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Once Upon a Time, There Was You by Elizabeth…

Once Upon a Time, There Was You

by Elizabeth Berg

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Elizabeth Berg readers may be disappointed in this one. Between its unrealistic plot and its self absorbed characters, there is little to keep the reader's interest, except the hope that it will improve. Spoiler alert: it doesn't. ( )
  shearon | Jul 27, 2013 |
Very Good! ( )
  bettypuddy | Jul 21, 2012 |
On their wedding day, even John and Irene had doubts about their marriage. Years later, divorced, dating other people, and living in different parts of the country, they seem to have nothing in common—nothing except their spirited eighteen-year-old daughter, Sadie. When tragedy strikes, Irene and John come together to support the daughter they love so dearly.
Berg is one of my favorite authors. She is a master at plotting, pacing and character development. Once started, it is usually impossible to put one of her books down. So, I was surprised at how disappointed I was with this book. The plot was disjointed and anti-climactic on many levels. I didn't like even one of the characters in this story, so it was hard to care how it turned out. I struggled to finish it. ( )
  lrobe190 | Jun 25, 2012 |
One day Sadie makes the decision to get into a car. It is a poor decision that will change her life and those of her divorced parents, Irene and John. Living in separate states, Irene and John come together to help their daughter through the family crisis and in the coming together, relive their own marriage and the reasons for its failure.

Once again the author brings forth characters that are believable. While I’ve read reviews that felt they were flat, I found I could relate to Irene and John. And I could understand what happened to their marriage. And the daughter, Sadie, seemed like a level-headed young woman who makes some very grown up decisions about her life and pointed observations regarding her parents. I always enjoy what Elizabeth Berg chooses to write. ( )
  punxsygal | Jun 14, 2012 |
I’m a sucker for relationship novels. I love romance, I love the idea of love. I love all aspects of it, the good and the bad. As you all know, I read with my heart and this novel had a lot that made my heart very happy.

The novel focuses on three separate relationships: Eighteen year old Sadie discovering love for the first time, her mom, Irene mending a broken heart (sort of) after a recently ended relationship, and John, Sadie’s father, cautiously stepping back into the dating game. Not only does Ms. Berg deal with romances for each character but with their relationships with each other.

Once Upon a Time, There Was You is pretty much a coming of age stories with Sadie, Irene and John each coming into their own. Sadie’s growth was sweet but forgettable, and John’s was a matter of timing. Irene is the story that I related to the most. Hers took the most courage. It has to be hard to be in your mid 50s starting over again. And she does it with style. By style, I mean she is the classic case of F.I.N.E.: Freaked out, Insecure, Neurotic and Emotional. I loved Irene. I think I fell in love with her when while placing a personal ad, she wrote this:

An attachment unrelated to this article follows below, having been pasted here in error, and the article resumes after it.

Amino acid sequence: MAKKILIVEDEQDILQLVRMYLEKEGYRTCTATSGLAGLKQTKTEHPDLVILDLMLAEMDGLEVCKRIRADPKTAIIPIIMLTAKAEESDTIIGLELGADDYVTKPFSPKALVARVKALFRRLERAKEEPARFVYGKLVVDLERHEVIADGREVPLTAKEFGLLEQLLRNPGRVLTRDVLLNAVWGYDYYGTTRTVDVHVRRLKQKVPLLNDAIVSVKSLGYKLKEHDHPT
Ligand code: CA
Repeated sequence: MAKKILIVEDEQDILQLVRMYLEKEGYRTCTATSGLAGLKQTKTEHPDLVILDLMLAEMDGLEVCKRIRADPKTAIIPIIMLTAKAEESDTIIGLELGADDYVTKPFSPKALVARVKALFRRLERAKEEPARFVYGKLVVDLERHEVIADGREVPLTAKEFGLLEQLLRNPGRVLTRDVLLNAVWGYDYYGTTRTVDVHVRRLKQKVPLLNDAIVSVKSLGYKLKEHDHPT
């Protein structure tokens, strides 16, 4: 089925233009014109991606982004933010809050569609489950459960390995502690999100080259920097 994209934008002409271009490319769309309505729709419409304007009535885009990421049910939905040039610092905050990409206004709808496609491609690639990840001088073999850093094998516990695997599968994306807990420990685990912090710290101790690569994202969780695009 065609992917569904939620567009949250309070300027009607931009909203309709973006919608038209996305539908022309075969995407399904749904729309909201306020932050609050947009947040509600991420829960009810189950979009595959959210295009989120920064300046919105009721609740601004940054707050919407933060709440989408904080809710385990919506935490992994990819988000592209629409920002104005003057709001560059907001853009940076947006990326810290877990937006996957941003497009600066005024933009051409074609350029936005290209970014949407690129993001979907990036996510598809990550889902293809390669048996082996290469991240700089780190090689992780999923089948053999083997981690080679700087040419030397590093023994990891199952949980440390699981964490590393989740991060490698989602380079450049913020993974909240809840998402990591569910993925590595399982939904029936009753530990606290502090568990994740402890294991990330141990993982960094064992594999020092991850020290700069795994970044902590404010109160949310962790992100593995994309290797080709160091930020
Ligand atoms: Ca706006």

I believe in defacing books. I think one’s personal library should be full of books with broken spines and meaningful passages underlined, with pages marked by chocolate or coffee or grease stains. If there are comments or questions in the margins, even better.

I loved this, and this alone is one of the major reasons I will never abandon tree books for ebooks. Irene was kooky, a bit odd, funny, passionate. Her neurosis brought great humor to this novel that probably wasn’t meant to be funny. I guess I saw a bit of myself in her. Kind of trying her best, hoping for a good outcome, but scared to death of actually receiving that good outcome.

The other passage I had to underline was about marriage. As a single person, I think I’ll take this piece of advice to heart. It was the one thing that failed me in the past, and the one thing I am changing in my current relationship.

“You know, sometimes marriage is iron. Sometimes it’s tissue paper. And I think the times it’s tissue paper are when you need to keep things to yourself. Or you can end up making a mistake that you’ll regret forever.” Valerie to Irene.

Once Upon a Time, There Was You focused mainly on how well do you know someone, what to keep to/for yourself, and when you start to lose yourself (your authentic self) in a relationship. I really enjoyed how each character found a peace in their situation. They had to grow apart in order to be together. I was beautiful to read, and to experience along with the characters.

As much as I enjoyed this novel, the one major flaw was the abduction of Sadie. It served no purpose other than to reunite John and Irene to deal with the aftermath. I felt it was unnecessary. I kept waiting for more to come from that plot that never arrived. It left me feeling wanting.

Overall, this is another good Elizabeth Berg novel and a solid example of why she is one of my favorites. ( )
  ForSix | May 4, 2012 |
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To Kate Medina
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When John Marsh was a young boy, he used to watch his mother getting ready to go out for the evening.
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(Click to show. Warning: May contain spoilers.)
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Sharing nothing in common except their 16-year-old daughter, divorced parents John and Irene reconnect in the wake of a devastating tragedy and discover things about each other that they had not revealed during their marriage.

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